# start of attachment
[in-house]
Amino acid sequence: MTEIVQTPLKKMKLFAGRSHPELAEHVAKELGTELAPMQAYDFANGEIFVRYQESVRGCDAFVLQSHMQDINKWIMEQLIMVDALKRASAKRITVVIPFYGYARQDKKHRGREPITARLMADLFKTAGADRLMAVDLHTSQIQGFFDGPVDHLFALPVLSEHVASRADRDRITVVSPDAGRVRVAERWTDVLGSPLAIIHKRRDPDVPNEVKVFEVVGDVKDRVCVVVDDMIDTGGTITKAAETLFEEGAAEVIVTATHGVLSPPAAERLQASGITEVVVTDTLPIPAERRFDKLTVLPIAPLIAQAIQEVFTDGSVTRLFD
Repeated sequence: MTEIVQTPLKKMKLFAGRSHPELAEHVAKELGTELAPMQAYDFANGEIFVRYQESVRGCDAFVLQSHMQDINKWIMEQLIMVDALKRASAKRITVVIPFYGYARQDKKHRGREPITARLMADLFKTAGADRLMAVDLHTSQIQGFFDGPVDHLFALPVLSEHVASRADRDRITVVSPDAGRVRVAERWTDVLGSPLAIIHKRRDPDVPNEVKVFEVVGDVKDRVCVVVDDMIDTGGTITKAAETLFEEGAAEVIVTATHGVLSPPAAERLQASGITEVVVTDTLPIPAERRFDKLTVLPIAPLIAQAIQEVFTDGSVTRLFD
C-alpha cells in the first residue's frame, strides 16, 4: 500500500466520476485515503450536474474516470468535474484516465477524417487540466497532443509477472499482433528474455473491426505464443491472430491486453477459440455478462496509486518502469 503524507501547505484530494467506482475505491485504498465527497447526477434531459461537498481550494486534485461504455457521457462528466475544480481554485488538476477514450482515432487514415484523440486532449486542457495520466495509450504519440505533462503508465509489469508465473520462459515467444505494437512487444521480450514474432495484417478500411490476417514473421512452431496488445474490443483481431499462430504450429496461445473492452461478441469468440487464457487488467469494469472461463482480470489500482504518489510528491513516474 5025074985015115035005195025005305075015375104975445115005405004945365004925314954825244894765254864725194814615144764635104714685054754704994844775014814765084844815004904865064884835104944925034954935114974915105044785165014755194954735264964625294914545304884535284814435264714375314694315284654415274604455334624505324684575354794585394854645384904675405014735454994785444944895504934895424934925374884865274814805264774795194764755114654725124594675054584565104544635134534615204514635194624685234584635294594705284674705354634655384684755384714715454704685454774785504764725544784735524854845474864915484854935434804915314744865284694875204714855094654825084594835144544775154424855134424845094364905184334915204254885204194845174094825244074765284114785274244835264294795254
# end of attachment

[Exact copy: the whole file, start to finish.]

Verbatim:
[in-house]
Amino acid sequence: MTEIVQTPLKKMKLFAGRSHPELAEHVAKELGTELAPMQAYDFANGEIFVRYQESVRGCDAFVLQSHMQDINKWIMEQLIMVDALKRASAKRITVVIPFYGYARQDKKHRGREPITARLMADLFKTAGADRLMAVDLHTSQIQGFFDGPVDHLFALPVLSEHVASRADRDRITVVSPDAGRVRVAERWTDVLGSPLAIIHKRRDPDVPNEVKVFEVVGDVKDRVCVVVDDMIDTGGTITKAAETLFEEGAAEVIVTATHGVLSPPAAERLQASGITEVVVTDTLPIPAERRFDKLTVLPIAPLIAQAIQEVFTDGSVTRLFD
Repeated sequence: MTEIVQTPLKKMKLFAGRSHPELAEHVAKELGTELAPMQAYDFANGEIFVRYQESVRGCDAFVLQSHMQDINKWIMEQLIMVDALKRASAKRITVVIPFYGYARQDKKHRGREPITARLMADLFKTAGADRLMAVDLHTSQIQGFFDGPVDHLFALPVLSEHVASRADRDRITVVSPDAGRVRVAERWTDVLGSPLAIIHKRRDPDVPNEVKVFEVVGDVKDRVCVVVDDMIDTGGTITKAAETLFEEGAAEVIVTATHGVLSPPAAERLQASGITEVVVTDTLPIPAERRFDKLTVLPIAPLIAQAIQEVFTDGSVTRLFD
C-alpha cells in the first residue's frame, strides 16, 4: 500500500466520476485515503450536474474516470468535474484516465477524417487540466497532443509477472499482433528474455473491426505464443491472430491486453477459440455478462496509486518502469 503524507501547505484530494467506482475505491485504498465527497447526477434531459461537498481550494486534485461504455457521457462528466475544480481554485488538476477514450482515432487514415484523440486532449486542457495520466495509450504519440505533462503508465509489469508465473520462459515467444505494437512487444521480450514474432495484417478500411490476417514473421512452431496488445474490443483481431499462430504450429496461445473492452461478441469468440487464457487488467469494469472461463482480470489500482504518489510528491513516474 5025074985015115035005195025005305075015375104975445115005405004945365004925314954825244894765254864725194814615144764635104714685054754704994844775014814765084844815004904865064884835104944925034954935114974915105044785165014755194954735264964625294914545304884535284814435264714375314694315284654415274604455334624505324684575354794585394854645384904675405014735454994785444944895504934895424934925374884865274814805264774795194764755114654725124594675054584565104544635134534615204514635194624685234584635294594705284674705354634655384684755384714715454704685454774785504764725544784735524854845474864915484854935434804915314744865284694875204714855094654825084594835144544775154424855134424845094364905184334915204254885204194845174094825244074765284114785274244835264294795254